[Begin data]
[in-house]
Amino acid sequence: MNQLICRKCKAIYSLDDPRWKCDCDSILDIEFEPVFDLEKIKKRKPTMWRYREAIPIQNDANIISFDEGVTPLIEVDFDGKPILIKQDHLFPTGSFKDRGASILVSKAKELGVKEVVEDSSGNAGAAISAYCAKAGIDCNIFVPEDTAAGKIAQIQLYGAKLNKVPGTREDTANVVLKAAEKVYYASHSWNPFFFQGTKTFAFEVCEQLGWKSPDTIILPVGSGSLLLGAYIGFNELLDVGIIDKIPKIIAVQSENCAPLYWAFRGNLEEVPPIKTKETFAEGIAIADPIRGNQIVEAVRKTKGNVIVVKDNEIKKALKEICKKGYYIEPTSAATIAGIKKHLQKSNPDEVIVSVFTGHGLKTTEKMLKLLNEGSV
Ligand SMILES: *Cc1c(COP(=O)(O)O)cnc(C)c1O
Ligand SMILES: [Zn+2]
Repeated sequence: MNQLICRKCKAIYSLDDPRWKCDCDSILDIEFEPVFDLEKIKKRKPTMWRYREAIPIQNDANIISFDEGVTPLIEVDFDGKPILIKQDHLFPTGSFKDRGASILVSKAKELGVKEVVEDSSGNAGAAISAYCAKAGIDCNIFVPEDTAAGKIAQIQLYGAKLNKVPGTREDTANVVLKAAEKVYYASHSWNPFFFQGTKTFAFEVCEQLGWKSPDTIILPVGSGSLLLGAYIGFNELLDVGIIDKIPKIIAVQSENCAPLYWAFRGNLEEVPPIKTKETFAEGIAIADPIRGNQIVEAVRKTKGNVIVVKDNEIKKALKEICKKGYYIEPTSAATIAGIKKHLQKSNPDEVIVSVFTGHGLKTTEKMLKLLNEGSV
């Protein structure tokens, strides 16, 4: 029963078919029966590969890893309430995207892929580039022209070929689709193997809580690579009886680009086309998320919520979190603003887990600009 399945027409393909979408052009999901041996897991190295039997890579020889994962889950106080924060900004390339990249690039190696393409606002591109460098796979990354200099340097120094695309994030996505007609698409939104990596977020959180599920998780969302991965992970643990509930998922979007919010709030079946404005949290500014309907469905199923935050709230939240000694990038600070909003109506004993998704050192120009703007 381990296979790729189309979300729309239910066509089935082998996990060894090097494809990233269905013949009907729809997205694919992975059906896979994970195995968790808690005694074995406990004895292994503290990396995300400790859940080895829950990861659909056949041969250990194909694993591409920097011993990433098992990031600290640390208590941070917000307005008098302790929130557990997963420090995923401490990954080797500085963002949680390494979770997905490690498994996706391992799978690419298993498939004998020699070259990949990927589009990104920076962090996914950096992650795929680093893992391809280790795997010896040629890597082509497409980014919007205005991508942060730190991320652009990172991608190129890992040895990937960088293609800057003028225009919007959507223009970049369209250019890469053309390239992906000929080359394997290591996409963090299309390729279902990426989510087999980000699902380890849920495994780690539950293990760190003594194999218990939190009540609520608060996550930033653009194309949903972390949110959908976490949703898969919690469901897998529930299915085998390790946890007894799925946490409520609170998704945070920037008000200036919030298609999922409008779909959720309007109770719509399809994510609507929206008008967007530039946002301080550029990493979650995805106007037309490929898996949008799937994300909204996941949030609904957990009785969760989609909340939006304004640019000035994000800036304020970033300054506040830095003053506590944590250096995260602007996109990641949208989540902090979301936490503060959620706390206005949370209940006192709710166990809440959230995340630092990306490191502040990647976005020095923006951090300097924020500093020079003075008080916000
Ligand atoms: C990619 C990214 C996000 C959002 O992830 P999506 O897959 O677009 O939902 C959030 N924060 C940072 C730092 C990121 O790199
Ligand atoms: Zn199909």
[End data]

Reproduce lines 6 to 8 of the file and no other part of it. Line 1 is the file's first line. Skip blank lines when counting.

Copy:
């Protein structure tokens, strides 16, 4: 029963078919029966590969890893309430995207892929580039022209070929689709193997809580690579009886680009086309998320919520979190603003887990600009 399945027409393909979408052009999901041996897991190295039997890579020889994962889950106080924060900004390339990249690039190696393409606002591109460098796979990354200099340097120094695309994030996505007609698409939104990596977020959180599920998780969302991965992970643990509930998922979007919010709030079946404005949290500014309907469905199923935050709230939240000694990038600070909003109506004993998704050192120009703007 381990296979790729189309979300729309239910066509089935082998996990060894090097494809990233269905013949009907729809997205694919992975059906896979994970195995968790808690005694074995406990004895292994503290990396995300400790859940080895829950990861659909056949041969250990194909694993591409920097011993990433098992990031600290640390208590941070917000307005008098302790929130557990997963420090995923401490990954080797500085963002949680390494979770997905490690498994996706391992799978690419298993498939004998020699070259990949990927589009990104920076962090996914950096992650795929680093893992391809280790795997010896040629890597082509497409980014919007205005991508942060730190991320652009990172991608190129890992040895990937960088293609800057003028225009919007959507223009970049369209250019890469053309390239992906000929080359394997290591996409963090299309390729279902990426989510087999980000699902380890849920495994780690539950293990760190003594194999218990939190009540609520608060996550930033653009194309949903972390949110959908976490949703898969919690469901897998529930299915085998390790946890007894799925946490409520609170998704945070920037008000200036919030298609999922409008779909959720309007109770719509399809994510609507929206008008967007530039946002301080550029990493979650995805106007037309490929898996949008799937994300909204996941949030609904957990009785969760989609909340939006304004640019000035994000800036304020970033300054506040830095003053506590944590250096995260602007996109990641949208989540902090979301936490503060959620706390206005949370209940006192709710166990809440959230995340630092990306490191502040990647976005020095923006951090300097924020500093020079003075008080916000
Ligand atoms: C990619 C990214 C996000 C959002 O992830 P999506 O897959 O677009 O939902 C959030 N924060 C940072 C730092 C990121 O790199
Ligand atoms: Zn199909």